In entertainment news, Howard Stern signs a $500 million deal to move his show to satellite radio, where a man can still display a nipple.

On the health front, the big story is a nationwide shortage of flu vaccine, caused by the fact that apparently all the flu vaccine in the world is manufactured by some guy with a Bunsen burner in Wales or someplace. Congress, acting with unusual swiftness, calls on young, healthy Americans to forgo getting flu shots this year so that more vaccine will be available for members of Congress. President Bush notes that additional vaccine "could be hidden somewhere in Iraq."

John Kerry, campaigning in North Carolina, kills a raccoon with a hatchet.

In aviation news, SpaceShipOne, the first privately funded manned rocket, breaks free from its mother plane, soars 62 miles above the earth, swoops gracefully back to Earth, rolls to a stop on the Mojave Desert and files for bankruptcy.

Abroad, Yasser Arafat collapses and is taken to a hospital, where his condition rapidly worsens and continues to worsen until nobody thinks it can get any worse, but somehow it does. "It's really bad," says a hospital spokesperson. "We've never seen anybody achieve this degree of worsening without kicking the actual bucket."

Osama bin Laden, who has not been seen or heard from in quite a while, releases a video in which he states that he is "willing to listen to offers from satellite radio."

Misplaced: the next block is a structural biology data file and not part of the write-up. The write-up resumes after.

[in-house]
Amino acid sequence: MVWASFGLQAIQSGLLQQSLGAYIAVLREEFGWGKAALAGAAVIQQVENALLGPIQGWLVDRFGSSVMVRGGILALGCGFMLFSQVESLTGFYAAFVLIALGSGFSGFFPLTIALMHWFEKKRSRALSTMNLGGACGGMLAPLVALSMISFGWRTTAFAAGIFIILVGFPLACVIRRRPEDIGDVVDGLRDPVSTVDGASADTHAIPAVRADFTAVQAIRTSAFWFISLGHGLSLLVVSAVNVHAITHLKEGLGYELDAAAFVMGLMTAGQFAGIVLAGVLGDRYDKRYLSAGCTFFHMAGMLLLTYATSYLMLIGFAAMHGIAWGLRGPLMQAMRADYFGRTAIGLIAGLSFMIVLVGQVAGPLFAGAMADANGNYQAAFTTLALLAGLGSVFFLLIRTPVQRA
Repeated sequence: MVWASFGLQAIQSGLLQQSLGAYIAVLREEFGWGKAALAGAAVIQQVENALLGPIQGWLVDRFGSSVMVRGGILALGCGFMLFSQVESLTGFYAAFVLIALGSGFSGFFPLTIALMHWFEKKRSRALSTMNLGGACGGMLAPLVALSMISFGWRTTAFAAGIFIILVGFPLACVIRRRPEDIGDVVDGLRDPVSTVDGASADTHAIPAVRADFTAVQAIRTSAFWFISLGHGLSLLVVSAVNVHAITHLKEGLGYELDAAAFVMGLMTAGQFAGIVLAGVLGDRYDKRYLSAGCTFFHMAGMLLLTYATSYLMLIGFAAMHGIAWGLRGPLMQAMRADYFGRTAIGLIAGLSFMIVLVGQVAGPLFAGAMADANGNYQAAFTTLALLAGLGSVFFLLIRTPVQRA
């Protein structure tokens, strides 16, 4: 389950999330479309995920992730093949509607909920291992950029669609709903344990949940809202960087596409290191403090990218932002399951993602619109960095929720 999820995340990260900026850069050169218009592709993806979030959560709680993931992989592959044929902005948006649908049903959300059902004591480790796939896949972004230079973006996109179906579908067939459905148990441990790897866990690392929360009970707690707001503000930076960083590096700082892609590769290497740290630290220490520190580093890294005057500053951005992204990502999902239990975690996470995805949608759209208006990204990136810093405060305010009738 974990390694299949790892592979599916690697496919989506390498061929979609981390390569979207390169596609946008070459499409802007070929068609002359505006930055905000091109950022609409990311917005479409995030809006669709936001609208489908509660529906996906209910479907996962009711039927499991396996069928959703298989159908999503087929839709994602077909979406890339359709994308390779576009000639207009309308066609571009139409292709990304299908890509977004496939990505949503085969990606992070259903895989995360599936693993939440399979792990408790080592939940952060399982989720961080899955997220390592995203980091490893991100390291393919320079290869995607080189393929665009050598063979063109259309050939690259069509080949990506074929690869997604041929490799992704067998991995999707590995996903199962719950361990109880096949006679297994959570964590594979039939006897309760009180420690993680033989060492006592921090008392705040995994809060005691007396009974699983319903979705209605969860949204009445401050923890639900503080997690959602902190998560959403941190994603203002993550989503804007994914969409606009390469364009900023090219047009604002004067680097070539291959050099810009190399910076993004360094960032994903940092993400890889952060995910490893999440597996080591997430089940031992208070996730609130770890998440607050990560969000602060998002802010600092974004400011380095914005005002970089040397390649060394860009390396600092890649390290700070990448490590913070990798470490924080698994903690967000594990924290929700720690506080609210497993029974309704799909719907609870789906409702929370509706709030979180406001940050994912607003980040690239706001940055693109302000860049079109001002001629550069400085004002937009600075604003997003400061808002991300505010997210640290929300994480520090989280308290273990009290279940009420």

In other international news, Afghanistan's historic first democratic elections go off without a hitch, except for an unexplained 27,500 votes from residents of Palm Beach County, Fla.

Speaking of elections, in . . .


. . . the 2004 U.S. presidential election campaign, which has been going on since the early stages of the Cher Farewell Tour, finally staggers to the finish line. John Kerry easily sweeps to a 49-state landslide victory in the exit polls and has pretty much picked out his new Cabinet when word begins to leak out that the actual, physical voters have elected George W. Bush. Democrats struggle to understand how this could have happened, and, after undergoing a harsh and unsparing self-examination, conclude that red state residents are morons. Some Democrats threaten to move to Canada; Republicans, in a gracious gesture of reconciliation, offer to help them pack.